You’re not even trying.

I’m tired. Beat to my fucking socks. Once again hearing Zack de la Rocha’s lyric, like the only song this country will ever want to sing to me: “Don’t you know they’re counting backward to zero?” So damned tired.

The source text for this poem is Lucille Clifton’s “grief.”

Pause

I am thinking of
a number between naught and eternity. Many
stories, many artful shadings of all colors.
Pause --
as we listen for
your revision, your retelling of the
tale. It's your story, your myth.
The reconfiguration of
Black death in Amerikkka.
Pause --
because he thought it was a taser. And pause for
the self-flagellating knife-cuts of our scoffing laughter, for the
rejection of your tired, lazy myth,
for this one more time of you revealing the bloody soul of
Amerikkka.

National Poetry Month 2021: the Golden Shovel

As I’ve done for the last forever, I’ve chosen a poetic form, and I’m going to try to write a poem in that form every day for the month of April. I don’t always succeed, but I always give it my best shot. The “Golden Shovel” was created by Terrance Hayes in tribute to Gwendolyn Brooks. I learned about it from my friend Sonia (aka Red Emma). I’ll be using Lucille Clifton’s poems as my starting point this month. Here are the rules:

  • Take a line (or lines) from a poem you admire.
  • Use each word in the line (or lines) as the end word for each line in your poem.
  • Keep the end words in order.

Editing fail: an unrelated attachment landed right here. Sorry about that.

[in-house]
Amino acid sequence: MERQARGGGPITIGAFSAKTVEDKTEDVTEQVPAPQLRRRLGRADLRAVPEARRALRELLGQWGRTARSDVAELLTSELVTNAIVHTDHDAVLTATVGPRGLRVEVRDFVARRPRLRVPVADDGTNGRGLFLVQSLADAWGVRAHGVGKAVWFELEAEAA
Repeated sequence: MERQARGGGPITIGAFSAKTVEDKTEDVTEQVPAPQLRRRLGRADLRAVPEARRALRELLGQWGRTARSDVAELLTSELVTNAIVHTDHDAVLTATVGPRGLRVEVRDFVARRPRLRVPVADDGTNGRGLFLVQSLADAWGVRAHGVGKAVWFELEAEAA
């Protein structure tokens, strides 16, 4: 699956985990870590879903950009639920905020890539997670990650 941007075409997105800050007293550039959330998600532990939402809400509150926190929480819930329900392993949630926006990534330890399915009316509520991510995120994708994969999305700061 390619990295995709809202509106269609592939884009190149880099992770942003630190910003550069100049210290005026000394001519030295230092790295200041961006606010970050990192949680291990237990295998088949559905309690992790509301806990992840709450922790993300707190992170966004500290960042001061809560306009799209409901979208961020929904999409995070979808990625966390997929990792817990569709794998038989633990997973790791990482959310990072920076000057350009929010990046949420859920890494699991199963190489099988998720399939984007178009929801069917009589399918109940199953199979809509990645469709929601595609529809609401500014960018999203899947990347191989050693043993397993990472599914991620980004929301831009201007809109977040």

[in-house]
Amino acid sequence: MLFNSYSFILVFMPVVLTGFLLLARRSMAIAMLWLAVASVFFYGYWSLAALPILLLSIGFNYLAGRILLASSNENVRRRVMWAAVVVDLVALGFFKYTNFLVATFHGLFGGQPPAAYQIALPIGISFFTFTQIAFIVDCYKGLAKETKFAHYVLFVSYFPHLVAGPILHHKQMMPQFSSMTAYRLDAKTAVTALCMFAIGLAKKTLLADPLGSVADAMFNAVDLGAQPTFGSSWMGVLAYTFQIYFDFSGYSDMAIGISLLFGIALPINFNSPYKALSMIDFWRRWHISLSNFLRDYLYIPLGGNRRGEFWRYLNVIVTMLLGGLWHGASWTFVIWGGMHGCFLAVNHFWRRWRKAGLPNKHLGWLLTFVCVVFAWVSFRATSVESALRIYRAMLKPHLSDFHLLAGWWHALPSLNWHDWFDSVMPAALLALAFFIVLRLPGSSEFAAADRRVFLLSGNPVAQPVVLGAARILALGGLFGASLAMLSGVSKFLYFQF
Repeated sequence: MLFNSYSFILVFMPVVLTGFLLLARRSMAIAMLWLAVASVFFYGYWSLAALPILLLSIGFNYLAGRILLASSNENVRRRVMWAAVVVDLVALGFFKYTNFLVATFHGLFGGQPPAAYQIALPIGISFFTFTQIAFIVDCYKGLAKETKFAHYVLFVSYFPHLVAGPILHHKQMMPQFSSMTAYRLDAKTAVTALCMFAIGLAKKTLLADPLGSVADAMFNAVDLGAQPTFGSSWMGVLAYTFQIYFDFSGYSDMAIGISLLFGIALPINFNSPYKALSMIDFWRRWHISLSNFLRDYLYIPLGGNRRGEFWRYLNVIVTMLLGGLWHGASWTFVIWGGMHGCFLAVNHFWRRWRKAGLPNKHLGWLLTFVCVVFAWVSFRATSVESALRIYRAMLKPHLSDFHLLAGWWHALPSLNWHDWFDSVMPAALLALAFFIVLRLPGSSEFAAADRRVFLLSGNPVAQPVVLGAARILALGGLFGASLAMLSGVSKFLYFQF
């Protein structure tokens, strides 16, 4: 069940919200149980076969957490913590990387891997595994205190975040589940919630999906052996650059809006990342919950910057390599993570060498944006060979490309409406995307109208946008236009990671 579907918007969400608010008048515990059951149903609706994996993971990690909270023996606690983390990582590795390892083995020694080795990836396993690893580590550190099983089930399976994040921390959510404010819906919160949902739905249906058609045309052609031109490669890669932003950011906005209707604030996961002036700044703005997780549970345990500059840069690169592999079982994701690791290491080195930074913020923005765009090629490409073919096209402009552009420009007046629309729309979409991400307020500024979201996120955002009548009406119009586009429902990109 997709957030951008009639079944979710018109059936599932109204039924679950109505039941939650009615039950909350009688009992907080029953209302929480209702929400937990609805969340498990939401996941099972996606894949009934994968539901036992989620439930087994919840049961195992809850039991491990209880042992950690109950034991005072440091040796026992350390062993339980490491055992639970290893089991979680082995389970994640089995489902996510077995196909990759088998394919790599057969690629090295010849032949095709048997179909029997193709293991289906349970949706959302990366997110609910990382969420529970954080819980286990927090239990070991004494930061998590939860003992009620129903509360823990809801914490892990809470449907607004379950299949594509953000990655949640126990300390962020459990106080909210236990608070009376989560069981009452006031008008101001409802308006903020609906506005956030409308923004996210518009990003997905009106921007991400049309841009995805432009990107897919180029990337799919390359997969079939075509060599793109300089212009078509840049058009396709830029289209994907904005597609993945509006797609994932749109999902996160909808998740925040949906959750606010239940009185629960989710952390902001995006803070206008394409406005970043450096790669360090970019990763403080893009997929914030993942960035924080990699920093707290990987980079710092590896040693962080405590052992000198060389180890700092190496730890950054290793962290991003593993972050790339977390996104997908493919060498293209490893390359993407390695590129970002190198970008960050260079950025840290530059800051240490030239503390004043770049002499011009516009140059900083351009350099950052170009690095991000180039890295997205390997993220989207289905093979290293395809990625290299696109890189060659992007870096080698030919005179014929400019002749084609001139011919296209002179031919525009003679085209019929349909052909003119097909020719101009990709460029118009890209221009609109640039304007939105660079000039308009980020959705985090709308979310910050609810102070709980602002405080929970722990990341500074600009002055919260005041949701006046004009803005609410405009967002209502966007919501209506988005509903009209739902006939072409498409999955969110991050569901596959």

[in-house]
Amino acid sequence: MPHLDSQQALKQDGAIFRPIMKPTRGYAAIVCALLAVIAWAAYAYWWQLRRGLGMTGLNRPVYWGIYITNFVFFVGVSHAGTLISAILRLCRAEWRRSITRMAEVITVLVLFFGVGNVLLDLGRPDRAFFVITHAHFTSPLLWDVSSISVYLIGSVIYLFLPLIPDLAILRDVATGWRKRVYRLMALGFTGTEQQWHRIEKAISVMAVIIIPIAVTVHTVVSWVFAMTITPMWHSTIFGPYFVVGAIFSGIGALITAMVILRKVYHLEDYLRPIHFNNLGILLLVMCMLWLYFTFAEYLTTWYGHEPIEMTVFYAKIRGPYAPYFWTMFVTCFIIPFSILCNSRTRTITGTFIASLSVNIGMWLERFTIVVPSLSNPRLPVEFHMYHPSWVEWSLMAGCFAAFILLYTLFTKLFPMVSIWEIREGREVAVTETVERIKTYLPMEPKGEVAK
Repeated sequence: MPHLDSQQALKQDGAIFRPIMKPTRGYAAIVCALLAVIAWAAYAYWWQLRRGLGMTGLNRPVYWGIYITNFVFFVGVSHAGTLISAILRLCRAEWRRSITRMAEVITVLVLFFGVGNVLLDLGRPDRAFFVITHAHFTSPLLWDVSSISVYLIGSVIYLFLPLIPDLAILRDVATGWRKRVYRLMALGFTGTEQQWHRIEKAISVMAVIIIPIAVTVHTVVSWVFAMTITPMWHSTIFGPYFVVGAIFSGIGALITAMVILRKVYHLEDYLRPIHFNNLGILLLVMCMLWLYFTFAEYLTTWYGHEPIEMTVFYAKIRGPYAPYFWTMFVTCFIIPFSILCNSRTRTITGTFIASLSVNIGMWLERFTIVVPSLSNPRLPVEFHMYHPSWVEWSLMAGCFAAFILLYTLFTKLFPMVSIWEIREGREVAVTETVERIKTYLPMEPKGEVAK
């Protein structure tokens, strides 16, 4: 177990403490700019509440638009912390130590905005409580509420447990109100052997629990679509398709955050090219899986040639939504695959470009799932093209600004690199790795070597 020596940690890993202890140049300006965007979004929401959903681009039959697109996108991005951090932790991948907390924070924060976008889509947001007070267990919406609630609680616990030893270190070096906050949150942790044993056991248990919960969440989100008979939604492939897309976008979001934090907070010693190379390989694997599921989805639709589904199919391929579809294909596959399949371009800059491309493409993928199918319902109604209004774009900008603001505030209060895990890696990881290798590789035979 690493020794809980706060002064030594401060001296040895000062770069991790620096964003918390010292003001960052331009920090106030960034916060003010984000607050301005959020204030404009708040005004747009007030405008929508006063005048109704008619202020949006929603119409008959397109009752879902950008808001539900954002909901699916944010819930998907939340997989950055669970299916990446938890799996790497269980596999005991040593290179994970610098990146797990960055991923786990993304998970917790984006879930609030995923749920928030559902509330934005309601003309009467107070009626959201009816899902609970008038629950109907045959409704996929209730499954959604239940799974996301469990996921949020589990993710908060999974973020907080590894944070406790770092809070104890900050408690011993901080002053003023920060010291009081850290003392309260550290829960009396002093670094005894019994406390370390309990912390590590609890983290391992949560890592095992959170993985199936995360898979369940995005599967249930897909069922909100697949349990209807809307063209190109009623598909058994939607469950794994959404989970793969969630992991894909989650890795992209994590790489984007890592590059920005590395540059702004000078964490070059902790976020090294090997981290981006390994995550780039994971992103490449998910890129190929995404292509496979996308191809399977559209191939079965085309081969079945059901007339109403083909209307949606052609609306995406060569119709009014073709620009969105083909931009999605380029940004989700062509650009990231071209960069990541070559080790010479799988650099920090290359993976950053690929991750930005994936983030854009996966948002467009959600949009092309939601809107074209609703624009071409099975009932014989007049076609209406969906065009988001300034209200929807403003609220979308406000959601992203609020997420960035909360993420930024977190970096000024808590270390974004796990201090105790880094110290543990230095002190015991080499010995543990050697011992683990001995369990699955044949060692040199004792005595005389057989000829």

• Give credit to the poet who originally wrote the line (or lines).
  • The new poem does not have to be about the same subject as the poem that offers the end words.

If you pull a line with six words, your poem would be six lines long. If you pull a stanza with 24 words, your poem would be 24 lines long. And so on.

Should be interesting!

4 thoughts on “You’re not even trying.

  1. Lainie Levin

    This myth. It’s poison. And we keep telling it again. Again. Again. Those lines – “The reconfiguration of Black death in Amerikkka.” They strike at the heart with their truth.

    Like

    1. This is the first time I’ve written “Amerikkka,” though I’ve seen it used often. It felt right, but I also experienced a lot of resistance to writing it. I’ve gone back to this poem again and again, thinking I’d edit it, “correct” it, but I don’t. I resist it, but it’s the right word. Unfortunately.

      Liked by 1 person

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